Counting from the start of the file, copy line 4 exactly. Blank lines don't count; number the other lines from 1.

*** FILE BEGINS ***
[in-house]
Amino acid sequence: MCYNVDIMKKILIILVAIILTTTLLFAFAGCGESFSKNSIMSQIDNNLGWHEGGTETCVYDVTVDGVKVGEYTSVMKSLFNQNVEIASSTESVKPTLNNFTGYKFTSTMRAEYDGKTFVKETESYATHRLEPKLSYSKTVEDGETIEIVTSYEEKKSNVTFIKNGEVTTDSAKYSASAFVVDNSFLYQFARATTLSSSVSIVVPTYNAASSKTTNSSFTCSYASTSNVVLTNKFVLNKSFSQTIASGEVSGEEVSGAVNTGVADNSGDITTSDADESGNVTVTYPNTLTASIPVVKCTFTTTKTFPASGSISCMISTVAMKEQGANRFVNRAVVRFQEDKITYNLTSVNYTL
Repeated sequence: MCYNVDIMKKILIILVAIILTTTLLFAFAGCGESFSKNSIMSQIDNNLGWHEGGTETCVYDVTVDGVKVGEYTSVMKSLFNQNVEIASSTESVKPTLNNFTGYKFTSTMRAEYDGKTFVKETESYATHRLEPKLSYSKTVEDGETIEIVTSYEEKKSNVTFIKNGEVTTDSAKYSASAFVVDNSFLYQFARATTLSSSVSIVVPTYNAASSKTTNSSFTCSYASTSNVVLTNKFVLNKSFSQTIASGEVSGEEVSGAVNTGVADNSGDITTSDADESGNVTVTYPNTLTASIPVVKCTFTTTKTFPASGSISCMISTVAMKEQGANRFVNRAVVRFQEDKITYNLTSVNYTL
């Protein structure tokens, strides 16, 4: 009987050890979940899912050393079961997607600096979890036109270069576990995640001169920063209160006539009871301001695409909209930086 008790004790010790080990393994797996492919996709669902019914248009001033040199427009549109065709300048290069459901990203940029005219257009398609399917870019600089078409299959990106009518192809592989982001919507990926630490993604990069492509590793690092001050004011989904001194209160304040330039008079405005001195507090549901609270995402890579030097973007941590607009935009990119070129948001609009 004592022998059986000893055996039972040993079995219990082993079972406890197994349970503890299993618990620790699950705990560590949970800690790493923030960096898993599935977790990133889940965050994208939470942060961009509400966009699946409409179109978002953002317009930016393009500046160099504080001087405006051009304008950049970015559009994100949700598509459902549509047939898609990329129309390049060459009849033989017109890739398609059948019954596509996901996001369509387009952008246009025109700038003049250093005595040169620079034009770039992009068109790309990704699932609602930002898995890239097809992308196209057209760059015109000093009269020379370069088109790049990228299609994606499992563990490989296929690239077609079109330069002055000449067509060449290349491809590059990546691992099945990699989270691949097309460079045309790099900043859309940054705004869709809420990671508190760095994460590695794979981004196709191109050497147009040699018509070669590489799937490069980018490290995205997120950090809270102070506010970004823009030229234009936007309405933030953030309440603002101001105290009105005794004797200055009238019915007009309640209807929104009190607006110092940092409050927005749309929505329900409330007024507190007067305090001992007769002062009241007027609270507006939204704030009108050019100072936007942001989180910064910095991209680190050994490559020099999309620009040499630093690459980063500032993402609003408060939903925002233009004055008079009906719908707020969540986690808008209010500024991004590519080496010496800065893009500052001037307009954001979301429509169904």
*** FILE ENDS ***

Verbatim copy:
């Protein structure tokens, strides 16, 4: 009987050890979940899912050393079961997607600096979890036109270069576990995640001169920063209160006539009871301001695409909209930086 008790004790010790080990393994797996492919996709669902019914248009001033040199427009549109065709300048290069459901990203940029005219257009398609399917870019600089078409299959990106009518192809592989982001919507990926630490993604990069492509590793690092001050004011989904001194209160304040330039008079405005001195507090549901609270995402890579030097973007941590607009935009990119070129948001609009 004592022998059986000893055996039972040993079995219990082993079972406890197994349970503890299993618990620790699950705990560590949970800690790493923030960096898993599935977790990133889940965050994208939470942060961009509400966009699946409409179109978002953002317009930016393009500046160099504080001087405006051009304008950049970015559009994100949700598509459902549509047939898609990329129309390049060459009849033989017109890739398609059948019954596509996901996001369509387009952008246009025109700038003049250093005595040169620079034009770039992009068109790309990704699932609602930002898995890239097809992308196209057209760059015109000093009269020379370069088109790049990228299609994606499992563990490989296929690239077609079109330069002055000449067509060449290349491809590059990546691992099945990699989270691949097309460079045309790099900043859309940054705004869709809420990671508190760095994460590695794979981004196709191109050497147009040699018509070669590489799937490069980018490290995205997120950090809270102070506010970004823009030229234009936007309405933030953030309440603002101001105290009105005794004797200055009238019915007009309640209807929104009190607006110092940092409050927005749309929505329900409330007024507190007067305090001992007769002062009241007027609270507006939204704030009108050019100072936007942001989180910064910095991209680190050994490559020099999309620009040499630093690459980063500032993402609003408060939903925002233009004055008079009906719908707020969540986690808008209010500024991004590519080496010496800065893009500052001037307009954001979301429509169904």